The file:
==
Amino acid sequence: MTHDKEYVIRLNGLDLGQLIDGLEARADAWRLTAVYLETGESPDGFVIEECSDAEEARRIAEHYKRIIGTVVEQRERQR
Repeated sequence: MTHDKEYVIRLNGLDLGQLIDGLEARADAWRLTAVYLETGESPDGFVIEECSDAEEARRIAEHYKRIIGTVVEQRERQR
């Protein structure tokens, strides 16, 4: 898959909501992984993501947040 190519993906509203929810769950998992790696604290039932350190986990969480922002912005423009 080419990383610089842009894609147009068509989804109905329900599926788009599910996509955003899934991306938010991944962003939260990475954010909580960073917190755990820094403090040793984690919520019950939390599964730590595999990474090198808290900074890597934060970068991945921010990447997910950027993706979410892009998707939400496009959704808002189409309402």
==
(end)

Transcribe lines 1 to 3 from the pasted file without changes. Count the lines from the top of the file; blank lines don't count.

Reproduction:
Amino acid sequence: MTHDKEYVIRLNGLDLGQLIDGLEARADAWRLTAVYLETGESPDGFVIEECSDAEEARRIAEHYKRIIGTVVEQRERQR
Repeated sequence: MTHDKEYVIRLNGLDLGQLIDGLEARADAWRLTAVYLETGESPDGFVIEECSDAEEARRIAEHYKRIIGTVVEQRERQR
């Protein structure tokens, strides 16, 4: 898959909501992984993501947040 190519993906509203929810769950998992790696604290039932350190986990969480922002912005423009 080419990383610089842009894609147009068509989804109905329900599926788009599910996509955003899934991306938010991944962003939260990475954010909580960073917190755990820094403090040793984690919520019950939390599964730590595999990474090198808290900074890597934060970068991945921010990447997910950027993706979410892009998707939400496009959704808002189409309402």